Tar and Lead
The River Tyne is now one of the cleanest rivers in the country. Hard to believe when only a few decades ago raw sewage was being pumped directly into it and heavy industries discharged chemical effluent and waste along its banks. These industries, coal mining and export, ship building, heavy engineering and chemical processing are mostly gone, victims of a whole series of economic downturns and disasters, but their interred remains linger on and continue to impact upon the shaping of landscapes and the health of habitats.
I recently visited two sites on the north bank of the Tyne accompanying a team of environmental scientists from Durham University and Newcastle City Council. I have been asked to act as associate artist to a research project called ROBUST, standing for the Regeneration of Brownfield Using Sustainable Technologies, based at the Institute of Hazard and Risk Research at Durham and headed by Dr. Karen Johnson. My role is to provide a creative response to the development of the project.
One aim is to develop an effective method of cleansing contaminated soils so that they can be brought back into agricultural/community use. The site of the old St. Anthony’s Lead Works in Walker is providing samples of soils polluted with dangerous amounts of lead and arsenic which will be treated with the addition of manganese oxide to hopefully bring the soil back to good health.
Today there is no sign on the ground that St. Anthony’s was once one of the largest lead processing factory in the world. Lead ore was brought in from the North Pennine mines and imported from Spain to be made into lead sheets, pipes and paints. The toxic effects of lead were not understood and the effect upon the health of the workforce must have been appalling. When the works closed in 1932 the buildings were demolished and buried under a thin layer of topsoil. The area was landscaped and planted in the 1960’s but no attempt has been made to clear the contamination, despite the fact that it is now public parkland, an area of riverbank woodland and wilderness.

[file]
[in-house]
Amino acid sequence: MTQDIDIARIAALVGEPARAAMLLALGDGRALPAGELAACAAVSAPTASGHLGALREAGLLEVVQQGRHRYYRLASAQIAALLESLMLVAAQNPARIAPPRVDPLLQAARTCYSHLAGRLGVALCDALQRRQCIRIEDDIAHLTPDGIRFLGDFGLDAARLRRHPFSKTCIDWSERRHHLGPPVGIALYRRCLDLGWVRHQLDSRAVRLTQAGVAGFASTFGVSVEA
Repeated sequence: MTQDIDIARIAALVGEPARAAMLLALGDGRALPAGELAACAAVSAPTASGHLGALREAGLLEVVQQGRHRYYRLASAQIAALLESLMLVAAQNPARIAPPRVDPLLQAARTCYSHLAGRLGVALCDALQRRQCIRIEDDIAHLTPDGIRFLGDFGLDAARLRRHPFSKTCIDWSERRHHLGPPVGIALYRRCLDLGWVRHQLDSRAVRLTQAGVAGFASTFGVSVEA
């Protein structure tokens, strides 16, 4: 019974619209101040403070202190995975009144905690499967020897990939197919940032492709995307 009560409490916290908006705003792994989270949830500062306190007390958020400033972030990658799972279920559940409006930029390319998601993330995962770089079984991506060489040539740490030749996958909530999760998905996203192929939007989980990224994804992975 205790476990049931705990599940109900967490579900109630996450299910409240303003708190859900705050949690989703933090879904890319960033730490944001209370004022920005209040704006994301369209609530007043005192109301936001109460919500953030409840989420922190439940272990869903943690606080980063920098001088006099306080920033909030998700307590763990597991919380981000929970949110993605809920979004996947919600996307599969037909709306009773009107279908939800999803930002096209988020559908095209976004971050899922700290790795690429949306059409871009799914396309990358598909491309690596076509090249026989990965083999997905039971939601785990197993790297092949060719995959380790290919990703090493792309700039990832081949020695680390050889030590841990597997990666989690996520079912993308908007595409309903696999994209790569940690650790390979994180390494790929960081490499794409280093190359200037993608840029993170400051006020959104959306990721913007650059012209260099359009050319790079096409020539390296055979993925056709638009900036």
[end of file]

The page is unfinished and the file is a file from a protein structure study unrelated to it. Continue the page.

A little way downstream is the site of an old tar works where the waste products of coke and gas manufacture were processed for use as soaps, dyes and paints. Apart from an open concreted area and some old walls nothing remains of this once dark and filthy place. However the earth is still impregnated with foul black tar which continues to seep into the river.
The Tar Works in 1980
I have no firm idea as to how my work will respond to such subject matter although I do have ideas for some large drawings. The project is set to run for the next four years and if lab and field trials are successful it will go on to regenerate a complete site, returning an area of contaminated land to community use.
Basket, Stone, Wood, Honey
We revisited the Early Peoples floor of the Museum of Scotland in Edinburgh, an inspiring mix of installation and display with sculpture by Eduardo Paolozzi and environments by Andy Goldsworthy. Paolozzi’s sentinel figures have built-in boxes which contain pre-historic jewellery whilst Goldsworthy’s mud and slate walls provide a backdrop for cases arranged by material and process – wood, stone, ceramic, textile, metal, building, hunting, fishing, cooking etc.
The arrangements speak of continuity, unchanging human needs over huge periods of time, a concept emphasised by showing recently made and used objects alongside the remains of ancient equivalents. I spent quite a bit of time looking at the basket work, a technology older than the moulding and firing of clay, complex, beautiful and versatile, and was reminded of the work of Chris Drury and Swedish storage baskets recently bought from IKEA!
Just outside of Edinburgh (just past IKEA) are Rosslyn Chapel and a bit further down the road, Little Sparta, Ian Hamilton-Finlay’s house and garden. Rosslyn is famous for it’s 15c. stone carving and its connections with Freemasons, Knights Templar and Holy Grail myths. There were two apiarists on the scaffolding which still surrounds the chapel after years of conservation work, trying to net honey bees which have their hive in the hollow top of a rooftop pinnacle.
They access the hive through a small hole in a carved flower form. It is believed that the Medieval masons deliberately encouraged bees to use the hive, probably for symbolic reasons as there is no access to collect honey. At the time hives were woven baskets of grass or straw called a skep. The Rosslyn stone hive is unique.
Ian Hamilton-Finlay raised his family and refined his art and poetry at Little Sparta, a small holding in the Pentland Hills. Over a period of almost forty years he developed his garden, gradually cultivating the surrounding rough ground and moorland, intelligently inserting sculptures and inscriptions which reference his diverse obsessions.
270 works in all, including a set of three beehives inscribed Bountiful, Sweet Promise and Golden Gain, the names of Cornish and Scottish fishing boats. Wooden hives like these have been in use since the 17th c. and Hamilton-Finlay used them again as working hives in his second and much less well known garden design called Fleur de l’Air in Provence.